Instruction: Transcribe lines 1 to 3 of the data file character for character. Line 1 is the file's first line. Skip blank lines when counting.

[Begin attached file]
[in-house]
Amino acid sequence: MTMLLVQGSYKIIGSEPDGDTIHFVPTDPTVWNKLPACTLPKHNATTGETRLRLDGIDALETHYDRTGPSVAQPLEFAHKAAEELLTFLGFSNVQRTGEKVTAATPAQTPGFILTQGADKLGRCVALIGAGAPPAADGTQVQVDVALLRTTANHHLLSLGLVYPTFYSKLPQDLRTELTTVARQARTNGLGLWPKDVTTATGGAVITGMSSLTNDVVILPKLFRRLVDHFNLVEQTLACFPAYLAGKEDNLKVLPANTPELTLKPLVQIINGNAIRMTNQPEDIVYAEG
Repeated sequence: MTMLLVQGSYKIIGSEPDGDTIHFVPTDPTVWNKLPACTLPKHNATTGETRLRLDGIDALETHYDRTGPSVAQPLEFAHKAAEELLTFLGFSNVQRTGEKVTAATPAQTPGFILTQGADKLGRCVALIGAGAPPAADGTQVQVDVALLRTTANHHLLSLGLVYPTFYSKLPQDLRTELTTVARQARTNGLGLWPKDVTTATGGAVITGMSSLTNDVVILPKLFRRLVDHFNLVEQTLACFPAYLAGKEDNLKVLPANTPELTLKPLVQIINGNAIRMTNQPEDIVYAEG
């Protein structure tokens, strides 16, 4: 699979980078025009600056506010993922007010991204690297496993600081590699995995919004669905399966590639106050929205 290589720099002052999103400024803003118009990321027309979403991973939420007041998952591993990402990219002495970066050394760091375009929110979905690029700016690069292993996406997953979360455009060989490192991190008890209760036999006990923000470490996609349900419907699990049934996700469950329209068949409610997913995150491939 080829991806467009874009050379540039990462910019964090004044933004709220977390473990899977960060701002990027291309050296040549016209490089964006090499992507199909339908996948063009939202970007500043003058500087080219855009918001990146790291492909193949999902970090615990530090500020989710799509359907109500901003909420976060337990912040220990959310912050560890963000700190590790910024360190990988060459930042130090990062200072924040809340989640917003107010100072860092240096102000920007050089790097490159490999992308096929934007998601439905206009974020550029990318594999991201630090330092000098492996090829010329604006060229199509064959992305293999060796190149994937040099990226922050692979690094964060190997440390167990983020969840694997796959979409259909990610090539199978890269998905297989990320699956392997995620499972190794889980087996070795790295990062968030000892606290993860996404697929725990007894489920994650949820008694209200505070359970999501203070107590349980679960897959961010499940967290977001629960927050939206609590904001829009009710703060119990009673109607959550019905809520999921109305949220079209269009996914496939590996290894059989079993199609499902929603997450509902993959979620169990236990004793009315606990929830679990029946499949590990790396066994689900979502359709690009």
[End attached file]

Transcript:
[in-house]
Amino acid sequence: MTMLLVQGSYKIIGSEPDGDTIHFVPTDPTVWNKLPACTLPKHNATTGETRLRLDGIDALETHYDRTGPSVAQPLEFAHKAAEELLTFLGFSNVQRTGEKVTAATPAQTPGFILTQGADKLGRCVALIGAGAPPAADGTQVQVDVALLRTTANHHLLSLGLVYPTFYSKLPQDLRTELTTVARQARTNGLGLWPKDVTTATGGAVITGMSSLTNDVVILPKLFRRLVDHFNLVEQTLACFPAYLAGKEDNLKVLPANTPELTLKPLVQIINGNAIRMTNQPEDIVYAEG
Repeated sequence: MTMLLVQGSYKIIGSEPDGDTIHFVPTDPTVWNKLPACTLPKHNATTGETRLRLDGIDALETHYDRTGPSVAQPLEFAHKAAEELLTFLGFSNVQRTGEKVTAATPAQTPGFILTQGADKLGRCVALIGAGAPPAADGTQVQVDVALLRTTANHHLLSLGLVYPTFYSKLPQDLRTELTTVARQARTNGLGLWPKDVTTATGGAVITGMSSLTNDVVILPKLFRRLVDHFNLVEQTLACFPAYLAGKEDNLKVLPANTPELTLKPLVQIINGNAIRMTNQPEDIVYAEG